Brandy Station, Virginia, June 9, 1863

The Largest Cavalry Battle of the Civil War

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About the Book

The winter of 1862-63 found Robert E. Lee’s Army of Northern Virginia and Ambrose Burnside’s Army of the Potomac at a standoff along the Rappahannock River in Virginia, following the Union defeat at Fredericksburg. In January 1863 Major General Joseph “Fighting Joe” Hooker relieved the disgraced Burnside, reorganized his troops and instituted company colors, giving his soldiers back their fighting spirit. Lee concentrated on maintaining his strength and fortifications while struggling for supplies. By spring, cavalry units from both sides had taken on increased importance—until the largest cavalry battle of the war was fought, near Brandy Station, Virginia, on June 9, 1863.
Researched from numerous contemporary sources, this detailed history recounts the battle that marked the opening of the Gettysburg campaign and Lee’s last offensive into the North. Forces commanded by J.E.B. Stuart and Alfred Pleasanton fought indecisively in an area of 70 square miles: Confederate troops maintained possession and counted fewer casualties, yet Union forces had definitely taken the offensive. Historians still debate the significance of the battle; many view it as a harbinger of change, the beginning of dominance by Union horse soldiers and the decline of Stuart’s Confederate command.

About the Author(s)

Retired U.S. Army officer Joseph W. McKinney lives in Corrales, New Mexico.

Bibliographic Details

Joseph W. McKinney
Format: softcover (7 x 10)
Pages: 340
Bibliographic Info: 111 photos, maps, appendices, notes, bibliography, index
Copyright Date: 2013 [2006]
pISBN: 978-0-7864-7723-4
Imprint: McFarland

Table of Contents

List of Maps      viii

Introduction      1

1. A Real Virginia Winter      5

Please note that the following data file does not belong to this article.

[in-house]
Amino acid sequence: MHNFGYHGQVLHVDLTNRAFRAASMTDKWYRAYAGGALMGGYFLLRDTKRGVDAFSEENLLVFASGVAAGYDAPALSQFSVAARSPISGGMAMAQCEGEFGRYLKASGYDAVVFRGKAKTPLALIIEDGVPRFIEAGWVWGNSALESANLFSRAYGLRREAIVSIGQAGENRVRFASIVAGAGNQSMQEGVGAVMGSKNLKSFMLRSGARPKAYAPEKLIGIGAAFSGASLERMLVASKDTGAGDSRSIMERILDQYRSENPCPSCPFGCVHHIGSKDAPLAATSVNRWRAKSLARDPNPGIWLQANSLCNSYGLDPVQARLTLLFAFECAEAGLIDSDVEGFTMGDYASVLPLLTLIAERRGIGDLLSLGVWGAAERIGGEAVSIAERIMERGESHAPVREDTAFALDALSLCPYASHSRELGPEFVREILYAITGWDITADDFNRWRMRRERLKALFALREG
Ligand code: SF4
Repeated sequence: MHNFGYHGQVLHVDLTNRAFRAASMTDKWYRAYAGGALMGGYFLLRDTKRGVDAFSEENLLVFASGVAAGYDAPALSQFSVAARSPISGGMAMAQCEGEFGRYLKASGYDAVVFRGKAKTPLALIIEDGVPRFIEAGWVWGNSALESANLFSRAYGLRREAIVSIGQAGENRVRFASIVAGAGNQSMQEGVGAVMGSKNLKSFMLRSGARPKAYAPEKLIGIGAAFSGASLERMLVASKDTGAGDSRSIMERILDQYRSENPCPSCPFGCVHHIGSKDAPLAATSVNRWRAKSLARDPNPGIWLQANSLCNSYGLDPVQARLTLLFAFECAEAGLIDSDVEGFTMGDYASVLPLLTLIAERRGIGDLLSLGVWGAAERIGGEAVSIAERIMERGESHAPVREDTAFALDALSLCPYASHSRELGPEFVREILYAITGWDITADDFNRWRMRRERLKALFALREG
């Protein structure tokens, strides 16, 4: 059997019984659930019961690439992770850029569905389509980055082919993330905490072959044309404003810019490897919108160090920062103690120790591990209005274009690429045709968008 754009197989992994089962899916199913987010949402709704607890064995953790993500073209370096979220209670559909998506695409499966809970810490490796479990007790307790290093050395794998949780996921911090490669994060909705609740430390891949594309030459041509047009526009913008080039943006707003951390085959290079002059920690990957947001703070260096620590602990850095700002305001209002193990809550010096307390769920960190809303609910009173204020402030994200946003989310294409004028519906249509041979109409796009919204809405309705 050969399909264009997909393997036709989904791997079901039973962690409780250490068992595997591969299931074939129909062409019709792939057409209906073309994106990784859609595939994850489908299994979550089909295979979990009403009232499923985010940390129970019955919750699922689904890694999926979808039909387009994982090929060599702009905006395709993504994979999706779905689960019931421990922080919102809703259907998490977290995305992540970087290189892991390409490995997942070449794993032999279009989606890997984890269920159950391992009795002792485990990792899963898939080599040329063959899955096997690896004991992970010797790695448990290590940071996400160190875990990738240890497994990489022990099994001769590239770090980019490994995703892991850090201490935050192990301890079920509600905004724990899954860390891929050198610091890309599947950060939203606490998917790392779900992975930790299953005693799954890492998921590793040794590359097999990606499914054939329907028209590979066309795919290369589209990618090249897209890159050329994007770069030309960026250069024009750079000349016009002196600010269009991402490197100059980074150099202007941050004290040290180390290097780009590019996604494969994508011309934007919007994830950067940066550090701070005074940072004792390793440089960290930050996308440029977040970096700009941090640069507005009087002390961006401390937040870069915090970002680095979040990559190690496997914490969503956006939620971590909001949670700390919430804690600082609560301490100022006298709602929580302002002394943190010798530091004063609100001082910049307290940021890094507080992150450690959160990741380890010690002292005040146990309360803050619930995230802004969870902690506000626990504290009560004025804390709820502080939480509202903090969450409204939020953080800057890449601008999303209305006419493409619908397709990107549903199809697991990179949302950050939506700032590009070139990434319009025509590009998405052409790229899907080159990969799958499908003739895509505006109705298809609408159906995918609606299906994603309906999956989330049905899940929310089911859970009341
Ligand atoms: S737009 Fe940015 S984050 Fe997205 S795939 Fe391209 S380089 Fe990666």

Stand-Off on the Rappahannock, December 1862–June 1863

2. Every Private Was a General      20

Confederate Cavalry and Cavalrymen

3. By Easy Marches      39

The Assembly of Stuart’s Regiments in Culpeper County

4. Pretty Well Used Up      55

Cavalry Corps Reorginization, May 1863

5. Stirring Events      79

Grand Reviews in Culpeper County, May–June 1863

6. What Dispositions Should be Made?      94

Union Preparations for Combat, May 23–June 8, 1863

7. Success Was Dearly Bought      107

Beverly Ford to Saint James Church

8. A Small Affair      133

The Advance of the Left Wing and the Fight at Stevensburg

9. Fight Like Gentlemen!      153

Fleetwood Hill

10. Hurrah for Hell, Wade In!      180

Yew Hills and the Union Withdrawal

11. Few Will Exult      198

After the Battle

12. Old Soldiers Never Die      219

Life After June 9, 1863

Appendix A: Order of Battle and Casualties      253

Appendix B: West Pointers at Brandy Station      262

Notes      265

Select Bibliography      303

Index      317

List of Maps

1—Pleasonton’s Plan      105

2—Stuart’s Reaction      113

3—Beverly Ford      118

4—St. James Church      130

5—Butler’s Move to Stevensburg      142

6—Duffié’s Attack at Stevensburg      146

7—Wyndham’s Attack at Fleetwood      160

8—Kilpatrick’s Attack      174

9—The Stone Fence      184

10—Yew Ridge      190

Book Reviews & Awards

“well-written…carefully researched…a fine job”—North & South; “excellent”—Civil War News; “should be the starting point for anyone interested in this battle”—The Past In Review; “this excellent book has received a ‘WOW’ rating and will make an excellent addition to your library…is so good that I didn’t want to put it down!”—The Lone Star; “a wealth of information”—Casanova Hunt.